Upon her Fall 2009 arrival at USD, Ella Guimond was 3,000 miles from her Amherst, Mass., hometown, knew nobody in San Diego, instantly experienced what appeared to be a lack of community on campus and quickly felt she’d made a mistake on her college decision.
Today, Guimond, a senior Ethnic Studies major with minors in Spanish and Peace and Justice Studies, says that her goal before she graduates from USD in May is to pass along everything she can to USD newcomers and help them realize that building community starts with you.
“It wasn’t until the end of my freshman year, beginning of my sophomore year that I got involved in lots of stuff,” she said, referring to the Women’s Center, University Ministry and the Center for Community Service-Learning. “Becoming me has a lot to do with reflection and overcoming that challenge. It was that struggle that made me reflect on who I am and what I wanted to do. Through this challenge, I’ve grown from being out of my comfort zone and being exposed to a very different culture than in Amherst.”
Guimond praises staff and faculty members — Erin and Michael Lovette-Colyer, directors of the Women’s Center and University Ministry, respectively, Associate Minister Erin Bishop and Ethnic Studies Department Chair and Professor Alberto Pulido — for helping her blossom at USD.
“It really has been the mentors and their guidance,” said Guimond when asked why she chose to stay at USD. “One of the things Dr. Pulido said that really stuck with me was that he knew about the town I’m from and that if I leave, I’m just leaving all of the problems. By staying, he said I could really work to fight all of the problems and issues at USD. That really resonated with me.”
Guimond’s impact has been felt in the Linda Vista and Tijuana communities for the good of children, her fellow classmates and more. She’s been a tutor at Montgomery Middle School and ESL students and been a site coordinator at Mark Twain Alternative High School where she’s organized and trained USD students for a mentoring program. She co-founded Tortillas for Tepecoyo and maintains a website that provides fundraising support for a lunch program for low-income children in the community of La Javia. She’s helped raise more than $3,000 to support Angelica’s Comedor. Her international experiences include Jamaica, Barcelona, a non-USD program in El Salvador as well as University Ministry-led Tijuana Spring Breakthrough and participation, now, as a student leader for UM’s day trips to Tijuana.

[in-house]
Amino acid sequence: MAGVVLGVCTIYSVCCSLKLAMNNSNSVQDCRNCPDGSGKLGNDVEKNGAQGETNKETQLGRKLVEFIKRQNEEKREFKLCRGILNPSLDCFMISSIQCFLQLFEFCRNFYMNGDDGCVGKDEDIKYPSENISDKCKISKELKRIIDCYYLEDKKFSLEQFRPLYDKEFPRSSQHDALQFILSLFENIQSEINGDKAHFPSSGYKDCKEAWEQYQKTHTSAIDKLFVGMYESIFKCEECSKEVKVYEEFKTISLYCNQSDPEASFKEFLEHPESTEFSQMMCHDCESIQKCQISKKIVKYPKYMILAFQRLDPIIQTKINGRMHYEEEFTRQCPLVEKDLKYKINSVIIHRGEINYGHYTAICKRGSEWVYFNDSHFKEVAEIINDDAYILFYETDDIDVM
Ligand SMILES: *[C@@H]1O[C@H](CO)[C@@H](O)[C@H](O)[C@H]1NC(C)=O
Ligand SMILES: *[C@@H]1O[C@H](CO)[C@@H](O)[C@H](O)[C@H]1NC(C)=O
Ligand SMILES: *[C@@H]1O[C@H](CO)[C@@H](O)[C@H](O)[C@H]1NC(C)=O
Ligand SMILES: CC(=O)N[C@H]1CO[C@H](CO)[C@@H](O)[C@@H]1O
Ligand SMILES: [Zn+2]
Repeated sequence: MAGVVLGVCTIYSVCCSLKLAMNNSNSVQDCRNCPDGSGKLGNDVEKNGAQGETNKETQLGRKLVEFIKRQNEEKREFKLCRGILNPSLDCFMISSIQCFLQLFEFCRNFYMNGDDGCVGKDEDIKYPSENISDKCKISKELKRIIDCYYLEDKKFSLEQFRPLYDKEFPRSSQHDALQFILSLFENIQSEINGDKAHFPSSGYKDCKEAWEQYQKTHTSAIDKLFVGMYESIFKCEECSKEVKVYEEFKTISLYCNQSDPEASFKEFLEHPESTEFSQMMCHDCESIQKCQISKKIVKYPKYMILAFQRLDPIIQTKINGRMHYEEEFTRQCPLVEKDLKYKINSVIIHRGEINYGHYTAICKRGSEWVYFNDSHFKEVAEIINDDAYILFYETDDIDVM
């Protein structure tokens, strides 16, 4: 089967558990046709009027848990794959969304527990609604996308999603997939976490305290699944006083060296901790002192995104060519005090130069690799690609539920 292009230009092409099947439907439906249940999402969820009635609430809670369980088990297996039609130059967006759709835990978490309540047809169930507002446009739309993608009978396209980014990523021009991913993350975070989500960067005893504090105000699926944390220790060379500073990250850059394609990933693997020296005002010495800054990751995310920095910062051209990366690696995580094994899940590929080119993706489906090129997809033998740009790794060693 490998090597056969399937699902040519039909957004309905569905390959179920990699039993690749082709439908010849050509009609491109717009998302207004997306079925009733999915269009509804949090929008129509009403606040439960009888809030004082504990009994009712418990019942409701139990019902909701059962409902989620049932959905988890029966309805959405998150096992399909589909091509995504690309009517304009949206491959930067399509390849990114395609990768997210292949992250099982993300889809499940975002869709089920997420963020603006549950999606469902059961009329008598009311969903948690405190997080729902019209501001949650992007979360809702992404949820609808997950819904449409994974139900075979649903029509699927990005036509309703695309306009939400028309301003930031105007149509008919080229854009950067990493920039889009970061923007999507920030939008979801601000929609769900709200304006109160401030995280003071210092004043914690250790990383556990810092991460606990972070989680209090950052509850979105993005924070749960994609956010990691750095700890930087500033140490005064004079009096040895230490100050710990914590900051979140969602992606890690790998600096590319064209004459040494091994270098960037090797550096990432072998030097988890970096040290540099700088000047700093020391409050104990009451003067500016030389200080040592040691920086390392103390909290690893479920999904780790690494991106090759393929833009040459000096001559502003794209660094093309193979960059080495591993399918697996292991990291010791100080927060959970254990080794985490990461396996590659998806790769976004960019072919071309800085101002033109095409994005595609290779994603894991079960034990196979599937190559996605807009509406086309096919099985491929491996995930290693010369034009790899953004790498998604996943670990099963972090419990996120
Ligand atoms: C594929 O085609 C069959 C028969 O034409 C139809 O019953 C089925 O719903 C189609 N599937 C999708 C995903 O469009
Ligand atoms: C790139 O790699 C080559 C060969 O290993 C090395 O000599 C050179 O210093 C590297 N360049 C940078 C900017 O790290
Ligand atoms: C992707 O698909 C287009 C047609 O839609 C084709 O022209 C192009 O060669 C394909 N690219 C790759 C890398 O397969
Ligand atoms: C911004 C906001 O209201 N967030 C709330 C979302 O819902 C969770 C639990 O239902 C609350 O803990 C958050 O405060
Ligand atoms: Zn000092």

Her involvement in the Women’s Center, under the direction of Erin Lovette-Colyer (pictured above, right, with Guimond) started when she attended the Empower Women Leadership Retreat as a sophomore Her current role is volunteer coordinator, meaning she works closely to encourage other female students, especially first-year students, to get involved.
“What the Women’s Center provides most is a sense of community,” she said. “The retreat exposed me to issues related to gender. I’d grown up in a very equal household, but I think I was sheltered in that I didn’t realize there were gender issues of equality. … I feel a sense of safety when I’m around these women. To be able to talk and have that community is really great. Every day there’s conversation and it’s always educational dialogue that matters, always something with meaning and power. It adds to my learning and about who I am as a woman.”
— Ryan T. Blystone